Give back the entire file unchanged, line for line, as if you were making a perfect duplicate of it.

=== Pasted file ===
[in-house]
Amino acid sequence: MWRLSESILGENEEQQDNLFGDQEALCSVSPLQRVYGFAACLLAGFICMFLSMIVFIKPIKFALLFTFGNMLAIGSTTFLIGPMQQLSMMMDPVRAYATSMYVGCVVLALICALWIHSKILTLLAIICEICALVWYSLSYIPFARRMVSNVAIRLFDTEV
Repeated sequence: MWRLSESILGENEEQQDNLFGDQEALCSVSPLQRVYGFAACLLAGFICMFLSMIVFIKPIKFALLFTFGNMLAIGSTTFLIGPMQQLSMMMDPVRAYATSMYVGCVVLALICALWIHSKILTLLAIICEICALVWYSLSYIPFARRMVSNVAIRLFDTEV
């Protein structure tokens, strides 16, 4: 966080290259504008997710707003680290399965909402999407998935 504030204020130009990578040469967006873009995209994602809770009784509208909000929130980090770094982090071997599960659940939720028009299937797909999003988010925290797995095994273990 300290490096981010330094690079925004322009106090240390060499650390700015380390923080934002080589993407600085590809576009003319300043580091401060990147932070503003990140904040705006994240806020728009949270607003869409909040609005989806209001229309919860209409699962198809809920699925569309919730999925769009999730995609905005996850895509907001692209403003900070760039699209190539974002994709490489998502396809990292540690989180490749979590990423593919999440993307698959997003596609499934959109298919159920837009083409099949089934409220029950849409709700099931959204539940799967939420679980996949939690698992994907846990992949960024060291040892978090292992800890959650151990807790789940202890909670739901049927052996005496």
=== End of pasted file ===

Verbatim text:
[in-house]
Amino acid sequence: MWRLSESILGENEEQQDNLFGDQEALCSVSPLQRVYGFAACLLAGFICMFLSMIVFIKPIKFALLFTFGNMLAIGSTTFLIGPMQQLSMMMDPVRAYATSMYVGCVVLALICALWIHSKILTLLAIICEICALVWYSLSYIPFARRMVSNVAIRLFDTEV
Repeated sequence: MWRLSESILGENEEQQDNLFGDQEALCSVSPLQRVYGFAACLLAGFICMFLSMIVFIKPIKFALLFTFGNMLAIGSTTFLIGPMQQLSMMMDPVRAYATSMYVGCVVLALICALWIHSKILTLLAIICEICALVWYSLSYIPFARRMVSNVAIRLFDTEV
């Protein structure tokens, strides 16, 4: 966080290259504008997710707003680290399965909402999407998935 504030204020130009990578040469967006873009995209994602809770009784509208909000929130980090770094982090071997599960659940939720028009299937797909999003988010925290797995095994273990 300290490096981010330094690079925004322009106090240390060499650390700015380390923080934002080589993407600085590809576009003319300043580091401060990147932070503003990140904040705006994240806020728009949270607003869409909040609005989806209001229309919860209409699962198809809920699925569309919730999925769009999730995609905005996850895509907001692209403003900070760039699209190539974002994709490489998502396809990292540690989180490749979590990423593919999440993307698959997003596609499934959109298919159920837009083409099949089934409220029950849409709700099931959204539940799967939420679980996949939690698992994907846990992949960024060291040892978090292992800890959650151990807790789940202890909670739901049927052996005496």